He died at Wheeling, West Virginia, October 15, 1885. At the next meeting of his Quorum, held at Lamoni, Iowa, in April, 1886, the Quorum passed the following: "Whereas, since our last session of conference, death has entered our ranks, and stricken down our venerable brother and fellow-laborer, Josiah Ells, as a tribute of respect we offer the following: While with profound reverence and respect to God, and a desire to exhibit a becoming resignation to the dispensation of his providence, we nevertheless are made to feel sad at the loss of so worthy and able an exponent of the faith, who through long and tedious years, and life's changing scenes, stood unyielding to opposing powers brought to bear against the latter-day work.

"During his earthly career he bore the cross as a noble soldier, evincing by precept and by example a virtue and love for equity and truth equaled by few and surpassed by none. In his death we lose a wise and able counselor, and the church a faithful, competent, and worthy representative. Let his name be kept in memory as one of earth's noblest men"

Elder Ells married in early life, but in a sketch written by himself, from which we have gleaned much of this information, though he several times mentions his wife, he gives no account of the event.

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Charles Derry, the second and youngest son of Charles Derry and Amelia Littley Derry, was born on the 25th day of July, 1826, in the parish of Bloxwick, and county of Stafford, England. His father died seven months prior to his birth, leaving the widow and one babe, George Derry, who was one year and five months old, besides the unborn subject of this sketch. Mother being very poor, was compelled to seek employment; and after my birth was compelled to separate the children, placing George in the care of her aged parents, Daniel and Rebekah Littley; and at the age of ten weeks I was placed in the care of an aunt; but at the age of three weeks, mother felt it her duty to dedicate me to the Lord, as Hannah of old did the young child Samuel, that I might be in the service of the Lord so long as I should live.

My mother told me this, and of my earliest history, after I had become a man, and presented to her the gospel in its fullness, which she gladly obeyed. She declared that she never doubted God's acceptance of the gift, no matter how wayward and willful I proved to be; and from my earliest recollection, I am satisfied I never was an angel, but was as full of the old Adamic nature as boys generally are. But mother was a God-fearing woman, and constantly bore her children's names before Him who has said, "Leave thy fatherless children, I will preserve them alive; and let thy widows trust in me." She fully trusted in Him.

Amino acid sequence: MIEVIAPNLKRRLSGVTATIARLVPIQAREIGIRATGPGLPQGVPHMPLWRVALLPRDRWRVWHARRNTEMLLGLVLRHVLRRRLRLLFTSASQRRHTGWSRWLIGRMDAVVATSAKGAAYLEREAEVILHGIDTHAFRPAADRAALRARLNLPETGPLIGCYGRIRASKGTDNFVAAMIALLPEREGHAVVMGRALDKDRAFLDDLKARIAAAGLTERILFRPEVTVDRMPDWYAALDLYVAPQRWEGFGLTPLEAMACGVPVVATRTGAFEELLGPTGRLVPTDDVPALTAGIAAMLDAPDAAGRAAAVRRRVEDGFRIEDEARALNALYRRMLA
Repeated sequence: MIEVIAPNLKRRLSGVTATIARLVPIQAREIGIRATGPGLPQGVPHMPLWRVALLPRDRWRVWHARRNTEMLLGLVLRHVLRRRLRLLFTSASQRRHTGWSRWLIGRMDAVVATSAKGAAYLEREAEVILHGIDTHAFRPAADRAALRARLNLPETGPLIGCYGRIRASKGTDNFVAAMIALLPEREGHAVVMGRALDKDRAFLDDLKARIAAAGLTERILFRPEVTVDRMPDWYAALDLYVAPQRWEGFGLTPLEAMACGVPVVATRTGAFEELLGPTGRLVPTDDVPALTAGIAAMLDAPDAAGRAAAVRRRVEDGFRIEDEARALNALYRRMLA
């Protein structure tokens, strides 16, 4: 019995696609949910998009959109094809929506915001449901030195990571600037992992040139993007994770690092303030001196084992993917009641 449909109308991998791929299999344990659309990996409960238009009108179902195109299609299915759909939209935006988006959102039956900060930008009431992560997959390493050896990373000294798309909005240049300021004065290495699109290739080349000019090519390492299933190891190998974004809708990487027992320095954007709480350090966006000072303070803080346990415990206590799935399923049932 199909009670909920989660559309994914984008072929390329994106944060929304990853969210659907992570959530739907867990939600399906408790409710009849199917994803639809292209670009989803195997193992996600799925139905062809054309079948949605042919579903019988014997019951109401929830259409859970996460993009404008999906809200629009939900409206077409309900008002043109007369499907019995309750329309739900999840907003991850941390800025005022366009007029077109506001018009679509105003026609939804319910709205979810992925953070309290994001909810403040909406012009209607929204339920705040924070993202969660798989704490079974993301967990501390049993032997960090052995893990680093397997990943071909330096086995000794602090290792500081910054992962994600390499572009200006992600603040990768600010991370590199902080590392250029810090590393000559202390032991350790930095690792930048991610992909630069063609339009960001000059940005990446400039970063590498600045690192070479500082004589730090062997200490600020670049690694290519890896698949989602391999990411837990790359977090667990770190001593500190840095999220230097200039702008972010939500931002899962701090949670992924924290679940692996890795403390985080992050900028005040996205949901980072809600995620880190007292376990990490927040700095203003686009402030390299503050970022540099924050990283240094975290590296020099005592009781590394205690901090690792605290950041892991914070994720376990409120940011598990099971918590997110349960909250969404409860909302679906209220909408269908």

Mother had secured a position as housekeeper for a wealthy bachelor farmer, with a determination to remain single until her boys were able to care for themselves. This pledge she faithfully kept, and remained in this position sixteen years, sustaining her children and aiding her aged mother, who during this time had become a widow.

When I was about three years old I was placed in grandmother's care; and as soon as I was able to go I was sent to the common school, until I was nine years old, after which I went to work until I was ten, then mother gave me six

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months more schooling, after which I obtained a place on the farm with my mother, and was under her care until I was nearly thirteen, when I wickedly rebelled and ran away, and thus ungratefully caused her much sorrow. This was the only time, since I was ten weeks old, that I had been under her care. I was afterwards apprenticed to learn the blacksmithing trade, mother paying my employer a bonus of ten pounds sterling, and agreeing to clothe me while my employer furnished me board, lodging, and shoes until I was twenty-one years old. Here I remained during eight years, which time I felt the oppressor's rod very severely, which did not improve my nature at all; yet all this time there was a constant feeling in my soul that I ought to serve the Lord; and I tried to do so, but my daily surroundings were of such a nature that I had to fight against tremendous odds. At the age of seventeen I joined the "Freewill Baptist Church," determined to serve the Lord. I chose that church because I thought they came nearer the scriptural order than any other.

About this time the Reverend Samuel Jackson, minister of the Independent Church, formed a theological class to study "divinity," and as it was open for all, I joined it. In a short time the minister offered to send me to college, to fit me for the ministry; but my employers had claim upon my labor until I was twenty-one, hence I could not accept his kind offer.

At nineteen I heard of the Latter Day Saints. I went to hear them, not expecting to hear any good; but to my surprise I found they believed and taught the word as found in the Bible. There was one utterance made that conflicted with my Baptist proclivities; the preacher said, "The Baptists have no authority to baptize." This was too much; I left.